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Regional and age‐related differences in GAD67 expression of parvalbumin‐ and calbindin‐expressing neurons in the rhesus macaque auditory midbrain and brainstem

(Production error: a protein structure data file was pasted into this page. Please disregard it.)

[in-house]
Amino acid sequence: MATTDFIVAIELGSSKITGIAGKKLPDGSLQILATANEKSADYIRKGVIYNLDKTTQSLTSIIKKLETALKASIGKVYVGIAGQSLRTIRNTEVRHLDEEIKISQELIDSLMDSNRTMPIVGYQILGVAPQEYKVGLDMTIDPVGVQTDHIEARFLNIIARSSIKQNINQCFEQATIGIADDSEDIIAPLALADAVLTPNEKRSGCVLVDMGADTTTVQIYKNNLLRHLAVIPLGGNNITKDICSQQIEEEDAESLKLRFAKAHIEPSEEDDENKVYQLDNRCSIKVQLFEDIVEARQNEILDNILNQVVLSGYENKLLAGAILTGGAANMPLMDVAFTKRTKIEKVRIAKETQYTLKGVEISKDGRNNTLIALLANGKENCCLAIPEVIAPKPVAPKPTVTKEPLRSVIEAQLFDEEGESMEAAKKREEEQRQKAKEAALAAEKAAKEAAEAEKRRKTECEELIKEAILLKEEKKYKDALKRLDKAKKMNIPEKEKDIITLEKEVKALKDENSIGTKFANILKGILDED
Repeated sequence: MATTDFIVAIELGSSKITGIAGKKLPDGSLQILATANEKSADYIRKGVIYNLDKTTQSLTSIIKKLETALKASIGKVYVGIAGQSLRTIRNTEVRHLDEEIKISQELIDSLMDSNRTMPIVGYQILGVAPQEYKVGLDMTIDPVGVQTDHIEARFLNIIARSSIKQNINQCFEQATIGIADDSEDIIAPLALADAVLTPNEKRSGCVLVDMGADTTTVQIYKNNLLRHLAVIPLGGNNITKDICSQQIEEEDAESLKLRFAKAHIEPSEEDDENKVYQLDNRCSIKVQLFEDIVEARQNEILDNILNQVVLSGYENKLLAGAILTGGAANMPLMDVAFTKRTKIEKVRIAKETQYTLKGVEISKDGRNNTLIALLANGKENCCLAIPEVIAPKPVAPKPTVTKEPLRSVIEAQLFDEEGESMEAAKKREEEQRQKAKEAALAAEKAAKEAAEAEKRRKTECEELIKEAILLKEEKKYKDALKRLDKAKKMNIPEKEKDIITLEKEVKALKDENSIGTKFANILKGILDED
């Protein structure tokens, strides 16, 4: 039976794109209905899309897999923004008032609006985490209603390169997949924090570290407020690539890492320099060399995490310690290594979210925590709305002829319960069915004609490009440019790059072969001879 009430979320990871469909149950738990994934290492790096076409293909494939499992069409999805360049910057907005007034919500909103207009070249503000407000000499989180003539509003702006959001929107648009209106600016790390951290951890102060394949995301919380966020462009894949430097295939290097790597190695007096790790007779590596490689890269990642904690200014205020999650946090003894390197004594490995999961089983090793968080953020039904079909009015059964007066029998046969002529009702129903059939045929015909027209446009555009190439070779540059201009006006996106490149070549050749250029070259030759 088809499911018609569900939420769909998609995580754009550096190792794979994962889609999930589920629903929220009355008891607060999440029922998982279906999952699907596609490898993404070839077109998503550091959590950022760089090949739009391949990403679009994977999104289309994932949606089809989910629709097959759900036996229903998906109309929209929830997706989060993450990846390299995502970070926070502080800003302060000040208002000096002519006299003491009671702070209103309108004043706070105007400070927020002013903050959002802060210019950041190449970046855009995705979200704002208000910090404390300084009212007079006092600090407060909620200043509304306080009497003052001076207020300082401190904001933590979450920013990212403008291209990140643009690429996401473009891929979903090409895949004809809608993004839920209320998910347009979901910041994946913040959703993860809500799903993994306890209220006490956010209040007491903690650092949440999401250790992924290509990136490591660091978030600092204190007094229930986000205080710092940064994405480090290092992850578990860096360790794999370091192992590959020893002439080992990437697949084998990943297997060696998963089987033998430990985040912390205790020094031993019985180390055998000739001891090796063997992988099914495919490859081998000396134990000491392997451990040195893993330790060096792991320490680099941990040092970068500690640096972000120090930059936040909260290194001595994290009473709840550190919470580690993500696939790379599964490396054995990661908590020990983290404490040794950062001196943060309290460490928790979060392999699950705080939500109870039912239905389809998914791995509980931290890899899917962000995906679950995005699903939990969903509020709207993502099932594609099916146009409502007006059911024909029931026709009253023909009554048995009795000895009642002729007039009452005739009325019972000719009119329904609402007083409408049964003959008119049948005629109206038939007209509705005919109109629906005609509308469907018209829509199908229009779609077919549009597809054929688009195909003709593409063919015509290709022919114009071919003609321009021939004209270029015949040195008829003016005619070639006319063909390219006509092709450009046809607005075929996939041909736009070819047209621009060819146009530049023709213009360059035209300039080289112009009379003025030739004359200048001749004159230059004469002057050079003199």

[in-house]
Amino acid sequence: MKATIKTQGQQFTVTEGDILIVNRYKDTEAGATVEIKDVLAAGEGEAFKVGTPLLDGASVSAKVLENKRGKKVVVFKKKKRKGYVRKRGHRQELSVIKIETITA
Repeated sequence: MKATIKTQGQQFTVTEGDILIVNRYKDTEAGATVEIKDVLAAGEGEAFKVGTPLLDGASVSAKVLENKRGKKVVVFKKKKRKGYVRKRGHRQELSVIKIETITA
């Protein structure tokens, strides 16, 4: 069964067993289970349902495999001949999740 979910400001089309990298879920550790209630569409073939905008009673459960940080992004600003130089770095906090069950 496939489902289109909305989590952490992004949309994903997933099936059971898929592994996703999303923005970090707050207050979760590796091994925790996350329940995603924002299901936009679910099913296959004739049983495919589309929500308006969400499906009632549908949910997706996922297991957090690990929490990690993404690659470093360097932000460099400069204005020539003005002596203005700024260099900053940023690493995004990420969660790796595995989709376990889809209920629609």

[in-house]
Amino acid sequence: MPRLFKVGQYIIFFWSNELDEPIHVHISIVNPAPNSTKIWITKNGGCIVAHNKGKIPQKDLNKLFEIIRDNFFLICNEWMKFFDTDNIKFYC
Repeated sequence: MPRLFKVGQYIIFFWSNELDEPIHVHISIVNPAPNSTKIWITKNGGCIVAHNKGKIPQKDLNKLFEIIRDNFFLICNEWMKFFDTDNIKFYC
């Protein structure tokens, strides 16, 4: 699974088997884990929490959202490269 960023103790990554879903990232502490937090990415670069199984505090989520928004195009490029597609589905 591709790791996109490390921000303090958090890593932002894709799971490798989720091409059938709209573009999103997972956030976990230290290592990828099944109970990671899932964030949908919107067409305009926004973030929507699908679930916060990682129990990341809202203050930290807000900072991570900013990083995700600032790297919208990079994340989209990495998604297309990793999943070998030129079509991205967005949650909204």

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Neurons expressing the calcium binding proteins (CaBPs) parvalbumin (PV) and calbindin (CB) have shown age-related density changes throughout the ascending auditory system of both rodents and macaque monkeys. In the cerebral cortex, neurons expressing these CaBPs express markers of γ-aminobutyric acidergic neurotransmission, such as GAD67, and have well-understood physiological response properties. Recent evidence suggests that, in the rodent auditory brainstem, CaBP-containing cells do not express GAD67. It is unknown whether PV- and CB-containing cells in subcortical auditory structures of macaques similarly do not express GAD67, and a better understanding of the neurotransmission of neurons expressing these proteins is necessary for understanding the age-related changes in their density throughout the macaque auditory system. This was investigated with immunofluorescent double-labeling techniques to coregister PV- and CB-expressing neurons with GAD67 in the superior olivary complex and the inferior colliculus of young and aged rhesus macaques. The proportions of GAD67-expressing PV- and CB-positive neurons were computed with unbiased sampling techniques. Our results indicate that between 42% and 62% of PV- and CB-positive neurons in the auditory brainstem and midbrain express GAD67, which is significantly less than in the cerebrum. In general, fewer PV(+) neurons and more CB(+) neurons expressed GAD67 as a function of age. These results demonstrate that the inhibitory molecular profile of PV- and CB-expressing neurons can change with age in subcortical auditory structures and that these neurons are distinct from the well-described inhibitory interneurons that express these proteins in the cerebral cortex.

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